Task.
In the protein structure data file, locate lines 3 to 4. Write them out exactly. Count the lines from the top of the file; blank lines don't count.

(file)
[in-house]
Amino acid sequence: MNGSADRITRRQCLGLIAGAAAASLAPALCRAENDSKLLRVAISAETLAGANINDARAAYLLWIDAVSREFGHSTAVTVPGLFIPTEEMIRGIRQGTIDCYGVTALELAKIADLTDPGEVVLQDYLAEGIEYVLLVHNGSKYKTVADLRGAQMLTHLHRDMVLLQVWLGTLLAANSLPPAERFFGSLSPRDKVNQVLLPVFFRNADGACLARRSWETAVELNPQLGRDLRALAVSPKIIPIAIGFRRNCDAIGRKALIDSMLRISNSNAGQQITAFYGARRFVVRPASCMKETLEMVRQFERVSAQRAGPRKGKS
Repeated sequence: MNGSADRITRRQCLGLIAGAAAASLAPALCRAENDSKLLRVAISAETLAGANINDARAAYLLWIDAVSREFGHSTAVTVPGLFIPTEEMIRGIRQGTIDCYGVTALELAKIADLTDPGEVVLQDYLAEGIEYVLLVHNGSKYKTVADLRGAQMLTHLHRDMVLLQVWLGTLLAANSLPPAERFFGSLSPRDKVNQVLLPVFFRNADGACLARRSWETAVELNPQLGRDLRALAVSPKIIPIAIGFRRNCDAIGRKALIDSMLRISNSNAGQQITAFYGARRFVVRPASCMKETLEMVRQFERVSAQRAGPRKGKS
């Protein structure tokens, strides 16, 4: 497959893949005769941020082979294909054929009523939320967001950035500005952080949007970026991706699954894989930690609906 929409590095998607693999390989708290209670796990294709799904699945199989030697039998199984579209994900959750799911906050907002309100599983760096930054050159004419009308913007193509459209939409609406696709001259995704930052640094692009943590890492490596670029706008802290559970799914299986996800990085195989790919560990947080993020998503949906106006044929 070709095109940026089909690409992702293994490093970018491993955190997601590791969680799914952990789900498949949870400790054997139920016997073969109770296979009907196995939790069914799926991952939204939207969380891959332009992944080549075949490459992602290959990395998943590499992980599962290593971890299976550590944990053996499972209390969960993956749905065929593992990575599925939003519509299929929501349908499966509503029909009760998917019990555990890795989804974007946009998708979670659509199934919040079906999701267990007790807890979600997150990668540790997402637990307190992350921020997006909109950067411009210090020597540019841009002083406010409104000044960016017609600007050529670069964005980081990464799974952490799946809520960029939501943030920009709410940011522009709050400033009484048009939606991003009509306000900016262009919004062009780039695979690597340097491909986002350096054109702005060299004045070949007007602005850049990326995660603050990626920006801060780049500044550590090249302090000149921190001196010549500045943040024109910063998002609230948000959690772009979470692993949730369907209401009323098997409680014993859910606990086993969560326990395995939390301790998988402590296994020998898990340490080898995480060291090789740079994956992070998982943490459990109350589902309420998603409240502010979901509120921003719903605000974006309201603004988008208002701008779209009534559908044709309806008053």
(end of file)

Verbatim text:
Repeated sequence: MNGSADRITRRQCLGLIAGAAAASLAPALCRAENDSKLLRVAISAETLAGANINDARAAYLLWIDAVSREFGHSTAVTVPGLFIPTEEMIRGIRQGTIDCYGVTALELAKIADLTDPGEVVLQDYLAEGIEYVLLVHNGSKYKTVADLRGAQMLTHLHRDMVLLQVWLGTLLAANSLPPAERFFGSLSPRDKVNQVLLPVFFRNADGACLARRSWETAVELNPQLGRDLRALAVSPKIIPIAIGFRRNCDAIGRKALIDSMLRISNSNAGQQITAFYGARRFVVRPASCMKETLEMVRQFERVSAQRAGPRKGKS
């Protein structure tokens, strides 16, 4: 497959893949005769941020082979294909054929009523939320967001950035500005952080949007970026991706699954894989930690609906 929409590095998607693999390989708290209670796990294709799904699945199989030697039998199984579209994900959750799911906050907002309100599983760096930054050159004419009308913007193509459209939409609406696709001259995704930052640094692009943590890492490596670029706008802290559970799914299986996800990085195989790919560990947080993020998503949906106006044929 070709095109940026089909690409992702293994490093970018491993955190997601590791969680799914952990789900498949949870400790054997139920016997073969109770296979009907196995939790069914799926991952939204939207969380891959332009992944080549075949490459992602290959990395998943590499992980599962290593971890299976550590944990053996499972209390969960993956749905065929593992990575599925939003519509299929929501349908499966509503029909009760998917019990555990890795989804974007946009998708979670659509199934919040079906999701267990007790807890979600997150990668540790997402637990307190992350921020997006909109950067411009210090020597540019841009002083406010409104000044960016017609600007050529670069964005980081990464799974952490799946809520960029939501943030920009709410940011522009709050400033009484048009939606991003009509306000900016262009919004062009780039695979690597340097491909986002350096054109702005060299004045070949007007602005850049990326995660603050990626920006801060780049500044550590090249302090000149921190001196010549500045943040024109910063998002609230948000959690772009979470692993949730369907209401009323098997409680014993859910606990086993969560326990395995939390301790998988402590296994020998898990340490080898995480060291090789740079994956992070998982943490459990109350589902309420998603409240502010979901509120921003719903605000974006309201603004988008208002701008779209009534559908044709309806008053």